Americans with Disabilities Act (ADA)
V. What Is "A Qualified Individual?"
To be protected under the ADA, a person with a disability must also be "qualified" for the job.
"Qualified" means that:
- a person has the education, employment experience, skills or licenses the employer legitimately requires for the position and that he or she can perform the "essential functions" (the specific duties) of the job with or without the help of a reasonable accommodation.
An employer cannot refuse to hire, promote or otherwise discriminate against a person with a disability because his or her disability prevents him or her from performing duties that are not essential to the job.
VI. What May an Employer Ask About My Medical Condition?
If you do not ask for a reasonable accommodation, an employer may not ask you about your disability, and you are not required to tell your employer about your disability.
An employer may ask you if you can perform the job you are applying for. An employer can also ask you to describe or to demonstrate how, with or without reasonable accommodation, you will perform the duties of the job.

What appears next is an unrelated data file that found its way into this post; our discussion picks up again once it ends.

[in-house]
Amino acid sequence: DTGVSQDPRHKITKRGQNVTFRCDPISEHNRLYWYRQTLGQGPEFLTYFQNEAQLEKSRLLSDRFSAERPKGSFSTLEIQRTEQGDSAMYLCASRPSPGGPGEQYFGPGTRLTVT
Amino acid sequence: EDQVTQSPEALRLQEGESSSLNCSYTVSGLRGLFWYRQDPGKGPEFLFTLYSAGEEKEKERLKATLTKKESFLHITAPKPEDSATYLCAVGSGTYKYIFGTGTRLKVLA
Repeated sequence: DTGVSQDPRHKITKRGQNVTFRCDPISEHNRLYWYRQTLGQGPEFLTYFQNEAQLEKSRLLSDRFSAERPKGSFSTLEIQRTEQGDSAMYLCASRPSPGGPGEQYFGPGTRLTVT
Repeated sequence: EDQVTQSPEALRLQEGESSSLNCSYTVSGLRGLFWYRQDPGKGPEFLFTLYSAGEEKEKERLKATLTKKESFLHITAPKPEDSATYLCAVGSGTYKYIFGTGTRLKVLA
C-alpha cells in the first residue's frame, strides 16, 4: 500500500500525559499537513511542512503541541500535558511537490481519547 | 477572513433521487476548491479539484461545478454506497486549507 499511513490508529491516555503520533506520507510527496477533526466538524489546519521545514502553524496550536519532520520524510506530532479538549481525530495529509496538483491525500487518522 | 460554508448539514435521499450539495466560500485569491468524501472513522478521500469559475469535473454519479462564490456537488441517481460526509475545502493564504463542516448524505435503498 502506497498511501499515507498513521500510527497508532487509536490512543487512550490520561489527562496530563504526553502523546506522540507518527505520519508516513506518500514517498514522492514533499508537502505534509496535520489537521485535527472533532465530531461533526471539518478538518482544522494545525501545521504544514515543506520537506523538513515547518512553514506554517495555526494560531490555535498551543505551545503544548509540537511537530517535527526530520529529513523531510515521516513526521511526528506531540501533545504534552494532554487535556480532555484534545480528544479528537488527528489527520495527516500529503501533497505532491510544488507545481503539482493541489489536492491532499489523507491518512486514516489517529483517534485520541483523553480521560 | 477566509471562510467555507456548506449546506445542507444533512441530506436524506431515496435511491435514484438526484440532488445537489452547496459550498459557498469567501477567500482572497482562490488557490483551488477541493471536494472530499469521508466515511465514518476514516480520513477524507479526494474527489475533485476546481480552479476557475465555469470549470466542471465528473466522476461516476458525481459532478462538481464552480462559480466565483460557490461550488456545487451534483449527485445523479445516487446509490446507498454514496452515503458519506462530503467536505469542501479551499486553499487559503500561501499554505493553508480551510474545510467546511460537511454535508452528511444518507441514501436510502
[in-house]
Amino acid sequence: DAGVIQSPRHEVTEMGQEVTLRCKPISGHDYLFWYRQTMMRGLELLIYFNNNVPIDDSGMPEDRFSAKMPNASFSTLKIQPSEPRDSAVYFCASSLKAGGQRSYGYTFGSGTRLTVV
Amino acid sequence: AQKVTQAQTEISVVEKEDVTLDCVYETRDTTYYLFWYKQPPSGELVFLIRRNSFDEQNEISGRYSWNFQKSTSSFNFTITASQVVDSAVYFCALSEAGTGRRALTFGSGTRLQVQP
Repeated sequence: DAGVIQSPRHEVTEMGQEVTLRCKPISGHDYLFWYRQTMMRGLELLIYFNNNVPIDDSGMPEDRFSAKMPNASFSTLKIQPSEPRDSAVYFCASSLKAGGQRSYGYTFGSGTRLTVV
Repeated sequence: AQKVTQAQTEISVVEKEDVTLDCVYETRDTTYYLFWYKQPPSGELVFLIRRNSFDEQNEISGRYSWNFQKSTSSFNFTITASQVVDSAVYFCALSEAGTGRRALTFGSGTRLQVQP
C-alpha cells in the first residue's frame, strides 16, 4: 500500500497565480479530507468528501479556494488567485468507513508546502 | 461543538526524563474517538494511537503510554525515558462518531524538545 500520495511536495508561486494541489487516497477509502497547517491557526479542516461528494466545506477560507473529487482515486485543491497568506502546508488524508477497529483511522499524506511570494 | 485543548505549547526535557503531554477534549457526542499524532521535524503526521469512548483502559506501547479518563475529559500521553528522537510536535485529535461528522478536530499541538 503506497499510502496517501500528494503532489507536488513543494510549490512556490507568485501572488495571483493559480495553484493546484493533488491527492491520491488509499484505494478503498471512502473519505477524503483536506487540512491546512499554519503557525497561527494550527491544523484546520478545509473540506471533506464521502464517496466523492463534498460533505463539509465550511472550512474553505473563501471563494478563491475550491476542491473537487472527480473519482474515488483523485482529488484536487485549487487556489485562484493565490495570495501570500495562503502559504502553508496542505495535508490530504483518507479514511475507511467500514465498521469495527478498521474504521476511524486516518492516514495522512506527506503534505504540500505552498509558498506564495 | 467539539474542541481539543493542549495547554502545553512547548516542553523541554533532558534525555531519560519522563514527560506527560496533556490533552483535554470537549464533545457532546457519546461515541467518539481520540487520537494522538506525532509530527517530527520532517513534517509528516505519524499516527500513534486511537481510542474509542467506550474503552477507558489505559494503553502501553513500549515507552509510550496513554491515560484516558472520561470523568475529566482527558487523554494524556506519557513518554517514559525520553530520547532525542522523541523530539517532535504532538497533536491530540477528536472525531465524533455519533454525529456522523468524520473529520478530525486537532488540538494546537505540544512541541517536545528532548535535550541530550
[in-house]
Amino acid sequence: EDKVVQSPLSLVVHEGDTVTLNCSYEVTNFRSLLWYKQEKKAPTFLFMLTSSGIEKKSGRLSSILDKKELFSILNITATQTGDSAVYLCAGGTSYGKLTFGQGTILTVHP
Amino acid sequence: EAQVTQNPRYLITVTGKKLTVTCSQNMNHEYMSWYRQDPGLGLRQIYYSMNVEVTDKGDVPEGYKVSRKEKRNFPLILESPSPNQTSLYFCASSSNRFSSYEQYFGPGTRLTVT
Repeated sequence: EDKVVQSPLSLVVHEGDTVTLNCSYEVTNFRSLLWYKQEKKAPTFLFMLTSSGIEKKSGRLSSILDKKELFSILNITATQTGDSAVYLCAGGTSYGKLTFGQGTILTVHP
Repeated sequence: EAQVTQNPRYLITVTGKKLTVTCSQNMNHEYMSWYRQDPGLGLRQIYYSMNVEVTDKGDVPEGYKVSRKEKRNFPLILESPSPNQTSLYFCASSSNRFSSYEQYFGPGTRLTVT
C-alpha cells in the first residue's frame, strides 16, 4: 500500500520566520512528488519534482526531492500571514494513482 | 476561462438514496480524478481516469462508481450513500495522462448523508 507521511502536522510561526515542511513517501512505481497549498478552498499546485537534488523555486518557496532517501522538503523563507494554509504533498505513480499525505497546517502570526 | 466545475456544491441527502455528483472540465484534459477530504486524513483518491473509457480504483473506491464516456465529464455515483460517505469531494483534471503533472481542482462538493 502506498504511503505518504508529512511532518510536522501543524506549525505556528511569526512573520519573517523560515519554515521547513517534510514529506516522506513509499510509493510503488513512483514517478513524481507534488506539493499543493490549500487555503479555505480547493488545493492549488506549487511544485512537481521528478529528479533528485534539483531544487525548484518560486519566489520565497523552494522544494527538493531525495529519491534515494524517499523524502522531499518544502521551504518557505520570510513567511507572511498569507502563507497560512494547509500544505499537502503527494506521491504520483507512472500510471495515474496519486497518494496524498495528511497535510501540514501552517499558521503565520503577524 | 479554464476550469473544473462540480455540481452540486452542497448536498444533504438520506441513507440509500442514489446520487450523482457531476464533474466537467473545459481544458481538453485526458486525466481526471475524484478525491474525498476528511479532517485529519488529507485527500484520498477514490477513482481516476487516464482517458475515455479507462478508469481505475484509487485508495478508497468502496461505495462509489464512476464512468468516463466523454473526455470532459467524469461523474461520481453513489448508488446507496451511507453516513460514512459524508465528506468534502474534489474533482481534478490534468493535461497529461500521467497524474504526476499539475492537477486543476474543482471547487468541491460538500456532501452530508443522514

An employer may only ask you to take a medical exam:
- after the employer has offered you a job,
- and -
- if all applicants for this job category have to take an exam.
An employer may not refuse to hire you based on the results of the medical exam unless the exam shows that you would not be medically able to perform the essential functions of the job with or without an accommodation.
If you need a reasonable accommodation to perform the essential functions of your job, you will have to tell your employer about your disability. You will also, if the employer asks for it, need to provide evidence of your medical condition.
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